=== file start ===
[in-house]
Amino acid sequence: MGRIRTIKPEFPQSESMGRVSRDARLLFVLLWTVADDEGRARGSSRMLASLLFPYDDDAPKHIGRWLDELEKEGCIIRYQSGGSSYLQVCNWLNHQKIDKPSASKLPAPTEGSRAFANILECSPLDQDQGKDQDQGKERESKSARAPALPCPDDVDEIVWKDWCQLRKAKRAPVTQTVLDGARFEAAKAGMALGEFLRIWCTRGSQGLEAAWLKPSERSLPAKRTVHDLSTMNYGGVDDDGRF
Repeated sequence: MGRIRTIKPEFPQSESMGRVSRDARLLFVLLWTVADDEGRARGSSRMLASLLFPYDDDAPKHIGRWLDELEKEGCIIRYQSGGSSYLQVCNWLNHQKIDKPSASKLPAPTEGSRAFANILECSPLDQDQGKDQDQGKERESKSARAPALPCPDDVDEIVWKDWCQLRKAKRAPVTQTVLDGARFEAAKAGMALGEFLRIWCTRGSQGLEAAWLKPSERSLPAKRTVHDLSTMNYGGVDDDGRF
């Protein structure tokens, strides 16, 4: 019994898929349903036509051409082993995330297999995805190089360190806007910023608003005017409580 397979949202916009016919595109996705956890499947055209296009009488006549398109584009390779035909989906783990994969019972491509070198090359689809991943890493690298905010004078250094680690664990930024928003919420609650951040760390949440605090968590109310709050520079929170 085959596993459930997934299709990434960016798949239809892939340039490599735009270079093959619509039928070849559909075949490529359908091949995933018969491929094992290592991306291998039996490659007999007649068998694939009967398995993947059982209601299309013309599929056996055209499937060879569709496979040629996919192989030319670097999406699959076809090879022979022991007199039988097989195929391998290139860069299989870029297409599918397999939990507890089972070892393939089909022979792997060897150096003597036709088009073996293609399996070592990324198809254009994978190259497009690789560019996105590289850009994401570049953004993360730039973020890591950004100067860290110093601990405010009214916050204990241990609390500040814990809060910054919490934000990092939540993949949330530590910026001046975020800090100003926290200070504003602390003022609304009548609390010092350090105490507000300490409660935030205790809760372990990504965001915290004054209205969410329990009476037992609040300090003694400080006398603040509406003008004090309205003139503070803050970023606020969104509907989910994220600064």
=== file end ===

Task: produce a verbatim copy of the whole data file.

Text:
[in-house]
Amino acid sequence: MGRIRTIKPEFPQSESMGRVSRDARLLFVLLWTVADDEGRARGSSRMLASLLFPYDDDAPKHIGRWLDELEKEGCIIRYQSGGSSYLQVCNWLNHQKIDKPSASKLPAPTEGSRAFANILECSPLDQDQGKDQDQGKERESKSARAPALPCPDDVDEIVWKDWCQLRKAKRAPVTQTVLDGARFEAAKAGMALGEFLRIWCTRGSQGLEAAWLKPSERSLPAKRTVHDLSTMNYGGVDDDGRF
Repeated sequence: MGRIRTIKPEFPQSESMGRVSRDARLLFVLLWTVADDEGRARGSSRMLASLLFPYDDDAPKHIGRWLDELEKEGCIIRYQSGGSSYLQVCNWLNHQKIDKPSASKLPAPTEGSRAFANILECSPLDQDQGKDQDQGKERESKSARAPALPCPDDVDEIVWKDWCQLRKAKRAPVTQTVLDGARFEAAKAGMALGEFLRIWCTRGSQGLEAAWLKPSERSLPAKRTVHDLSTMNYGGVDDDGRF
């Protein structure tokens, strides 16, 4: 019994898929349903036509051409082993995330297999995805190089360190806007910023608003005017409580 397979949202916009016919595109996705956890499947055209296009009488006549398109584009390779035909989906783990994969019972491509070198090359689809991943890493690298905010004078250094680690664990930024928003919420609650951040760390949440605090968590109310709050520079929170 085959596993459930997934299709990434960016798949239809892939340039490599735009270079093959619509039928070849559909075949490529359908091949995933018969491929094992290592991306291998039996490659007999007649068998694939009967398995993947059982209601299309013309599929056996055209499937060879569709496979040629996919192989030319670097999406699959076809090879022979022991007199039988097989195929391998290139860069299989870029297409599918397999939990507890089972070892393939089909022979792997060897150096003597036709088009073996293609399996070592990324198809254009994978190259497009690789560019996105590289850009994401570049953004993360730039973020890591950004100067860290110093601990405010009214916050204990241990609390500040814990809060910054919490934000990092939540993949949330530590910026001046975020800090100003926290200070504003602390003022609304009548609390010092350090105490507000300490409660935030205790809760372990990504965001915290004054209205969410329990009476037992609040300090003694400080006398603040509406003008004090309205003139503070803050970023606020969104509907989910994220600064």